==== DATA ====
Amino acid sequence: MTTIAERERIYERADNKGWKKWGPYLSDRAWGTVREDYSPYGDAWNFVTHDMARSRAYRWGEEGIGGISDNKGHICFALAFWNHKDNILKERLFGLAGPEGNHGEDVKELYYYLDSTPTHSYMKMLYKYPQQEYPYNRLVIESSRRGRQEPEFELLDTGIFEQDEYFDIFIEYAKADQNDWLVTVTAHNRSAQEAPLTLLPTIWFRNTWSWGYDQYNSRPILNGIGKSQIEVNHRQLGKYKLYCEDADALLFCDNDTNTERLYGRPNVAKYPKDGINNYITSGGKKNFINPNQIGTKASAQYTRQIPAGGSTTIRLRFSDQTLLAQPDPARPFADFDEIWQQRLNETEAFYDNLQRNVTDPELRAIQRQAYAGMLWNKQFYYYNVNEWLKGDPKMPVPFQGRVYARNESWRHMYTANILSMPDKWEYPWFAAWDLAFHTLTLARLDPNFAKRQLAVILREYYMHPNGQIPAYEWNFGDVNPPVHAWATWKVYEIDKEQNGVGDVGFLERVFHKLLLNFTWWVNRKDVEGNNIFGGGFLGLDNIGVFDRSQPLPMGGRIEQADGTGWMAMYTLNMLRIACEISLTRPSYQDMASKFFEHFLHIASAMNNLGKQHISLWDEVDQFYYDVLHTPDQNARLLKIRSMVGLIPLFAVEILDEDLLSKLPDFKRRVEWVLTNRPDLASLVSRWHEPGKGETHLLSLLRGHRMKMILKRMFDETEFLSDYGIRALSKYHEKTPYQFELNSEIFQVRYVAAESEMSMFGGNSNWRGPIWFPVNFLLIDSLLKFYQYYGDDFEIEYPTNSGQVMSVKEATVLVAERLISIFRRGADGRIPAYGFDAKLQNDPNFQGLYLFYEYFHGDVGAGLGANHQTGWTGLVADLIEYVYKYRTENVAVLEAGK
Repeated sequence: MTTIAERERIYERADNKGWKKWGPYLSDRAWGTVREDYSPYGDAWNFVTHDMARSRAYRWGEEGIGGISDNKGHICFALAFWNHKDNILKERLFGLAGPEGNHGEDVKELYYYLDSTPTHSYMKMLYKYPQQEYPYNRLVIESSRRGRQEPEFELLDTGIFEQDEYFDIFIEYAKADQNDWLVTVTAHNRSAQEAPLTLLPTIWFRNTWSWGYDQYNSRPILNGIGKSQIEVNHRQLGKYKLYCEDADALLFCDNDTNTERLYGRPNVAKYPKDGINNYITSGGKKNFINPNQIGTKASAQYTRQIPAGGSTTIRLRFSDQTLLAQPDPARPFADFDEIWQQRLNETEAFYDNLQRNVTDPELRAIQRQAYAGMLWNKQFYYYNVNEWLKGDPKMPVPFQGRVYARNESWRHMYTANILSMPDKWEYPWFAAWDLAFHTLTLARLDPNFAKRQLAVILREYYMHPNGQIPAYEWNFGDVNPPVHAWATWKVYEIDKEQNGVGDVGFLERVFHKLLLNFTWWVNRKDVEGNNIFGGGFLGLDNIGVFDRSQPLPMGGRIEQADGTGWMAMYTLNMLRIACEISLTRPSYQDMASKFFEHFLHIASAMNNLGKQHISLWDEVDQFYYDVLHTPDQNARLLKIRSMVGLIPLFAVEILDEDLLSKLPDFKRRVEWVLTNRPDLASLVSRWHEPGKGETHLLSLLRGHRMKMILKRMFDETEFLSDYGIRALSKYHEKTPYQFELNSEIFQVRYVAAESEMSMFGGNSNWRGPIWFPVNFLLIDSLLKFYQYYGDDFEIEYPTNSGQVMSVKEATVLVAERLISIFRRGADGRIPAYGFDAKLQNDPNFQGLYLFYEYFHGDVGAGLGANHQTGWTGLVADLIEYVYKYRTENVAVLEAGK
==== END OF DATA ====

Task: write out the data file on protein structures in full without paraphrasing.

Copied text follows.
Amino acid sequence: MTTIAERERIYERADNKGWKKWGPYLSDRAWGTVREDYSPYGDAWNFVTHDMARSRAYRWGEEGIGGISDNKGHICFALAFWNHKDNILKERLFGLAGPEGNHGEDVKELYYYLDSTPTHSYMKMLYKYPQQEYPYNRLVIESSRRGRQEPEFELLDTGIFEQDEYFDIFIEYAKADQNDWLVTVTAHNRSAQEAPLTLLPTIWFRNTWSWGYDQYNSRPILNGIGKSQIEVNHRQLGKYKLYCEDADALLFCDNDTNTERLYGRPNVAKYPKDGINNYITSGGKKNFINPNQIGTKASAQYTRQIPAGGSTTIRLRFSDQTLLAQPDPARPFADFDEIWQQRLNETEAFYDNLQRNVTDPELRAIQRQAYAGMLWNKQFYYYNVNEWLKGDPKMPVPFQGRVYARNESWRHMYTANILSMPDKWEYPWFAAWDLAFHTLTLARLDPNFAKRQLAVILREYYMHPNGQIPAYEWNFGDVNPPVHAWATWKVYEIDKEQNGVGDVGFLERVFHKLLLNFTWWVNRKDVEGNNIFGGGFLGLDNIGVFDRSQPLPMGGRIEQADGTGWMAMYTLNMLRIACEISLTRPSYQDMASKFFEHFLHIASAMNNLGKQHISLWDEVDQFYYDVLHTPDQNARLLKIRSMVGLIPLFAVEILDEDLLSKLPDFKRRVEWVLTNRPDLASLVSRWHEPGKGETHLLSLLRGHRMKMILKRMFDETEFLSDYGIRALSKYHEKTPYQFELNSEIFQVRYVAAESEMSMFGGNSNWRGPIWFPVNFLLIDSLLKFYQYYGDDFEIEYPTNSGQVMSVKEATVLVAERLISIFRRGADGRIPAYGFDAKLQNDPNFQGLYLFYEYFHGDVGAGLGANHQTGWTGLVADLIEYVYKYRTENVAVLEAGK
Repeated sequence: MTTIAERERIYERADNKGWKKWGPYLSDRAWGTVREDYSPYGDAWNFVTHDMARSRAYRWGEEGIGGISDNKGHICFALAFWNHKDNILKERLFGLAGPEGNHGEDVKELYYYLDSTPTHSYMKMLYKYPQQEYPYNRLVIESSRRGRQEPEFELLDTGIFEQDEYFDIFIEYAKADQNDWLVTVTAHNRSAQEAPLTLLPTIWFRNTWSWGYDQYNSRPILNGIGKSQIEVNHRQLGKYKLYCEDADALLFCDNDTNTERLYGRPNVAKYPKDGINNYITSGGKKNFINPNQIGTKASAQYTRQIPAGGSTTIRLRFSDQTLLAQPDPARPFADFDEIWQQRLNETEAFYDNLQRNVTDPELRAIQRQAYAGMLWNKQFYYYNVNEWLKGDPKMPVPFQGRVYARNESWRHMYTANILSMPDKWEYPWFAAWDLAFHTLTLARLDPNFAKRQLAVILREYYMHPNGQIPAYEWNFGDVNPPVHAWATWKVYEIDKEQNGVGDVGFLERVFHKLLLNFTWWVNRKDVEGNNIFGGGFLGLDNIGVFDRSQPLPMGGRIEQADGTGWMAMYTLNMLRIACEISLTRPSYQDMASKFFEHFLHIASAMNNLGKQHISLWDEVDQFYYDVLHTPDQNARLLKIRSMVGLIPLFAVEILDEDLLSKLPDFKRRVEWVLTNRPDLASLVSRWHEPGKGETHLLSLLRGHRMKMILKRMFDETEFLSDYGIRALSKYHEKTPYQFELNSEIFQVRYVAAESEMSMFGGNSNWRGPIWFPVNFLLIDSLLKFYQYYGDDFEIEYPTNSGQVMSVKEATVLVAERLISIFRRGADGRIPAYGFDAKLQNDPNFQGLYLFYEYFHGDVGAGLGANHQTGWTGLVADLIEYVYKYRTENVAVLEAGK